WE’RE HERE. We’re in Alamo, Texas and happy to be working at the Santa Ana Wildlife Refuge.
We handle Visitor Center duties but help out with other things too. We’re Government employees now. We certainly work with a lot of them…..Fish and Wildlife, Border Patrol, biologists, and Refuge employees of all kinds, most of them working in our building. There are six other volunteers as well, including the operators who drive the tram. We thought driving the tram would be fun but it’s not for us. The hour and a half ride is not for birdwatchers. It’s primarily covers the history of the refuge, the characters who lived and died here, and the biology of the trees and grasses. For sure, it is an interesting ride and sometimes lucky tram tourists get to see a wildcat, a beautiful indigo snake and some nice birds. However, the tram doesn’t run in the summer.
THE FEEDING STATIONS. One of our duties is to resupply the two bird feeding stations near the Visitor Center, twice a day. That’s one thing we really like. We put out orange halves, birdseed and suet. (I’ve been making the suet) One of the most charming (and noisy) birds in this area is the chachalaca. They’re small turkey-like birds who have been coming to the feeders here for years. They’re still wild of course, but they like to see us coming. We love them.
HAWKWATCH. I spent some time talking with a group of “hawk-watchers” who situated themselves on the levee road counting migrating raptors. Every day these (mostly) grizzled birding veterans post the birds they see fly over the levee from 8 am to 1 pm. One day, they counted 11,000 broad-wing hawks, which is actually a small number for these birds, who rest for a short time in the Refuge and wait for favorable wind conditions. When these birds migrate through, they typically form “kettles” in the sky, huge groups of circling hawks hundreds of feet up. We saw several of these amazing events. Today, as I write this, the group spotted 109 Mississippi kites.
AND…..THE INTRUDERS. Arlyne and I have walked some of the trails, this being the best way to see wildlife. School children, serious birders and photographers come to the Refuge every day, hoping to see the great variety of wild critters that live here along the Rio Grande River which is, of course, the U.S. border with Mexico. This brings me to the story of the intruders.
One day, Arlyne and I recommended the Pintail Trail to a birding couple. It’s a medium length trail with nice ponds and lots of birds. A couple of hours later, the couple called into the Refuge to report they were looking at two strange and scary people near the trail. They reported two guys who they first thought were hunters, wearing camouflage gear. They looked at the guys through their binoculars and then took some pictures with a big lens. They reported the location of the guys on the Refuge, including latitude/longitude coordinates. The guys noticed they were being looked at and covered their faces and slunk into the brush as one of them began talking on a cell phone.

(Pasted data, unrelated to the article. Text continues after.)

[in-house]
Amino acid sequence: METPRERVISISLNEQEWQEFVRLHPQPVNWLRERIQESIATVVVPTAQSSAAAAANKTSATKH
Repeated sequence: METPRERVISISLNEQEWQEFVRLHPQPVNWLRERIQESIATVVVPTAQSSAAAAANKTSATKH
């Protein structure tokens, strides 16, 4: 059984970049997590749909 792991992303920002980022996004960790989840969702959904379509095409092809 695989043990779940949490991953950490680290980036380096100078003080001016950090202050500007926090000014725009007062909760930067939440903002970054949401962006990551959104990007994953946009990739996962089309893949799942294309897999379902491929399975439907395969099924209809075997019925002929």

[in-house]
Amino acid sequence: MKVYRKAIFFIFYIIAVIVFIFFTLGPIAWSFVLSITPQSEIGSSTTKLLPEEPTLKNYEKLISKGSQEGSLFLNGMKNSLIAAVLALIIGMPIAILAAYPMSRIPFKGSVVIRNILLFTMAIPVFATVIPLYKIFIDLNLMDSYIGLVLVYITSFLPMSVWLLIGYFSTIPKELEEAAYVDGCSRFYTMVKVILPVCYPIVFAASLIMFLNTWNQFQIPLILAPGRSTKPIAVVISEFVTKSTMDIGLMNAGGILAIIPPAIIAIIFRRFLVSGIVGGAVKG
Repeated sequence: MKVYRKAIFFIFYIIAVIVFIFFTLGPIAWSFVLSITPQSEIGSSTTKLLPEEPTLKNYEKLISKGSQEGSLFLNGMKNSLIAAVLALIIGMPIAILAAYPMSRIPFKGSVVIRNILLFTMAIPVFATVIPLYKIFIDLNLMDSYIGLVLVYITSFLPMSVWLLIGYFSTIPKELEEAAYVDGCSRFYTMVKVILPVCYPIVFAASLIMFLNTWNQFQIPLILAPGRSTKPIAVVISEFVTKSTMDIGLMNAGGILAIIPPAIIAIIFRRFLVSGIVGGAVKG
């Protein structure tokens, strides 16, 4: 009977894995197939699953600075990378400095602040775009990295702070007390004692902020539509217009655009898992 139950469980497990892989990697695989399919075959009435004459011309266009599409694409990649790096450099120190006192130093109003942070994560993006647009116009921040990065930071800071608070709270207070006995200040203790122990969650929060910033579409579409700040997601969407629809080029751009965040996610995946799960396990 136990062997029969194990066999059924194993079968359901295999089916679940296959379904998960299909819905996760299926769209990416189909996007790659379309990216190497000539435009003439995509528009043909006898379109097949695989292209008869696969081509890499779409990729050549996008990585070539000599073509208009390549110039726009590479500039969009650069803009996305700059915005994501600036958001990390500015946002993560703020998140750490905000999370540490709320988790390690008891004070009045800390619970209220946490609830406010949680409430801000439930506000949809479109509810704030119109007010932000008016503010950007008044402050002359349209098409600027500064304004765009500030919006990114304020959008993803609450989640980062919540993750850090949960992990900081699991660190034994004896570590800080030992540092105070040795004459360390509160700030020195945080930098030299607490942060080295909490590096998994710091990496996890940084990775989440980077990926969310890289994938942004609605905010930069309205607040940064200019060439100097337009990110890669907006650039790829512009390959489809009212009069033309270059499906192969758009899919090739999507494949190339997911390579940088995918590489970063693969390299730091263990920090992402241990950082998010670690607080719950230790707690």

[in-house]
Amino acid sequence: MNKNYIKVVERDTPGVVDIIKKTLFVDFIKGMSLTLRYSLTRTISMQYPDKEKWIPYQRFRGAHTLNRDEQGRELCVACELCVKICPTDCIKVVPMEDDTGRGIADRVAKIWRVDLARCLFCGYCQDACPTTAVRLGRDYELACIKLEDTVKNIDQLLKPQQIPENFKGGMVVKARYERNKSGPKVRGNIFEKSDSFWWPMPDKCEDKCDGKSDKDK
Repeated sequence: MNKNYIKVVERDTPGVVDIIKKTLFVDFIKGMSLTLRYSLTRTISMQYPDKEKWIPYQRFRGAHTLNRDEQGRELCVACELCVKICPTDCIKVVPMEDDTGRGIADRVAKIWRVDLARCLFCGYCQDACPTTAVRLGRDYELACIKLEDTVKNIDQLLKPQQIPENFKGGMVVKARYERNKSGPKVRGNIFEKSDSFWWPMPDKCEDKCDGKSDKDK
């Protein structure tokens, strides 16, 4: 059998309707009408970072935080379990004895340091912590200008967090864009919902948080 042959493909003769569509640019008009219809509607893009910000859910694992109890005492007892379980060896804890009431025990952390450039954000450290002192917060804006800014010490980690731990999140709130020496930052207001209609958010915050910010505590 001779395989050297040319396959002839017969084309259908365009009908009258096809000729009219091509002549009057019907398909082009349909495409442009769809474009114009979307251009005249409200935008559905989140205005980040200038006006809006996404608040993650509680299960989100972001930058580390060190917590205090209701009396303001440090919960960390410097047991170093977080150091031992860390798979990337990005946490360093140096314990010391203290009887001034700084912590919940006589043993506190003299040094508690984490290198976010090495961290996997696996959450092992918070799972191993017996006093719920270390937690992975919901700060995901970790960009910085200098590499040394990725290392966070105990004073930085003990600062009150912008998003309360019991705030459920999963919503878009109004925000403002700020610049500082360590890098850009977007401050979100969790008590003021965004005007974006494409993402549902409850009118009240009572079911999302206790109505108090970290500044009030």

The couple arrived back at the Visitor Center and described in detail what they saw, including photographs. Everybody in the building was hugely interested. They showed us the photos and I took pictures of their pictures with my phone. It was a scary thing to see. The guys were wearing ghillie suits! I had walked the Pintail Trail the previous day by myself. These are some of the most chilling and disturbing photos I’ve ever seen. What do you think?
A couple of days later, I was chatting with two young, buff Border Patrol guys who patrol the Refuge on bicycles. They had not heard about the photos. I messaged the pictures to one of them. They assured me that these really were “bad guys”, probably scouting a drug route through the refuge. This was not a drill, not an exercise.
I also sent the photos (on request) to the head Border Patrol officer on site. A couple of days after that, a Fish and Wildlife employee told me that the images were of Border Patrol guys hoping to catch “coyotes” or drug runners. I don’t buy it. I think knowing there were intruders like this on the Wildlife Refuge was not something they wanted to share with the public. Even though I’ve included the photos on my blog, just keep this stuff to yourselves. Remember, I don’t really know who they were.
BIRDS. On our days off, we’ve been birding a number of times in the south Texas area and I’ve included some of our shots. Enjoy. We’re going to South Padre Island and Laguna Atascosa NWR tomorrow. Our target birds (life birds) are the aplomado falcon and maybe a paraque. These birds are either scarce or mostly hidden. I’m also experimenting with taking video of birds (and gators). I thought still photography was difficult. But, if you’re patient and lucky, sometimes good things happen. One day soon, I’ll put my best videos on a DVD and share them with many of you. The first picture if a resting black-bellied whistling duck. The next one is a
gorgeous spotted sandpiper (spotted when in breeding plumage).
Our most enjoyable “duty” here is meeting with visitors and talking about travel and birds and nature. Today we had a great time with a British couple, talking about the neat American birds they were seeing, our respective trips to New Zealand and the times Arlyne and I spent in England. Great fun. Today we helped one visitor identify a spider and another to identify a tree with little plum-like fruit. We always feel rewarded when hikers come back from the Refuge trails talking about the great wildlife they’ve seen after we recommended particular trails. This is fun for us.
We’re not done with our adventure here at Santa Ana NWR. Stay in touch.
Bob and Arlyne Draper